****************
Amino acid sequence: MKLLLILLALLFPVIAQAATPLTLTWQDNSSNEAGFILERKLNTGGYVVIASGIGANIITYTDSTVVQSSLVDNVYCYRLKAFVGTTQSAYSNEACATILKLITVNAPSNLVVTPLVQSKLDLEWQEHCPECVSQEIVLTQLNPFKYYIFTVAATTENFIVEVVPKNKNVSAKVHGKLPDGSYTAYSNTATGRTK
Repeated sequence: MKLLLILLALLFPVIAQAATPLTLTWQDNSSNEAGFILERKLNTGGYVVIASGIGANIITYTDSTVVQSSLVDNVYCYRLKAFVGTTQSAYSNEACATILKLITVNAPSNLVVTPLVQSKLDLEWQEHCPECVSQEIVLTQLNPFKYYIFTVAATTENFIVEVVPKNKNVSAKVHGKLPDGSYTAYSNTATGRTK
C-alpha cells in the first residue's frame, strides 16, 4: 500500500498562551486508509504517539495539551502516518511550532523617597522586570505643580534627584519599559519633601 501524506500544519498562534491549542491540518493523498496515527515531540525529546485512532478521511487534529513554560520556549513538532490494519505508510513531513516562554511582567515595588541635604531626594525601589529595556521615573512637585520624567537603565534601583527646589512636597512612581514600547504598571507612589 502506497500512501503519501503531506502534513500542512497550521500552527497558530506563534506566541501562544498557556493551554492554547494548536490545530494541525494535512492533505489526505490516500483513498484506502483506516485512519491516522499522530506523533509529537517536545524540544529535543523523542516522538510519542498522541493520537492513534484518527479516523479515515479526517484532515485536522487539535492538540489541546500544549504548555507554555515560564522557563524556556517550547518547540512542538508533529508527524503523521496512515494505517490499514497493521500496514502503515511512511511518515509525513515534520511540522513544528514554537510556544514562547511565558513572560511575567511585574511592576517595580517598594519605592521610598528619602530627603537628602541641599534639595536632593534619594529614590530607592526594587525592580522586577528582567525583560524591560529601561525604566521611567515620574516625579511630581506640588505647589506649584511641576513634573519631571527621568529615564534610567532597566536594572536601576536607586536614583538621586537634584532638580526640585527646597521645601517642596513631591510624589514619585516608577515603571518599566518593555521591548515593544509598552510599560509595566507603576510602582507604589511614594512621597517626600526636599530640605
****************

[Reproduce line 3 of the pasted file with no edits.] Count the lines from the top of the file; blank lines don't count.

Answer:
C-alpha cells in the first residue's frame, strides 16, 4: 500500500498562551486508509504517539495539551502516518511550532523617597522586570505643580534627584519599559519633601 501524506500544519498562534491549542491540518493523498496515527515531540525529546485512532478521511487534529513554560520556549513538532490494519505508510513531513516562554511582567515595588541635604531626594525601589529595556521615573512637585520624567537603565534601583527646589512636597512612581514600547504598571507612589 502506497500512501503519501503531506502534513500542512497550521500552527497558530506563534506566541501562544498557556493551554492554547494548536490545530494541525494535512492533505489526505490516500483513498484506502483506516485512519491516522499522530506523533509529537517536545524540544529535543523523542516522538510519542498522541493520537492513534484518527479516523479515515479526517484532515485536522487539535492538540489541546500544549504548555507554555515560564522557563524556556517550547518547540512542538508533529508527524503523521496512515494505517490499514497493521500496514502503515511512511511518515509525513515534520511540522513544528514554537510556544514562547511565558513572560511575567511585574511592576517595580517598594519605592521610598528619602530627603537628602541641599534639595536632593534619594529614590530607592526594587525592580522586577528582567525583560524591560529601561525604566521611567515620574516625579511630581506640588505647589506649584511641576513634573519631571527621568529615564534610567532597566536594572536601576536607586536614583538621586537634584532638580526640585527646597521645601517642596513631591510624589514619585516608577515603571518599566518593555521591548515593544509598552510599560509595566507603576510602582507604589511614594512621597517626600526636599530640605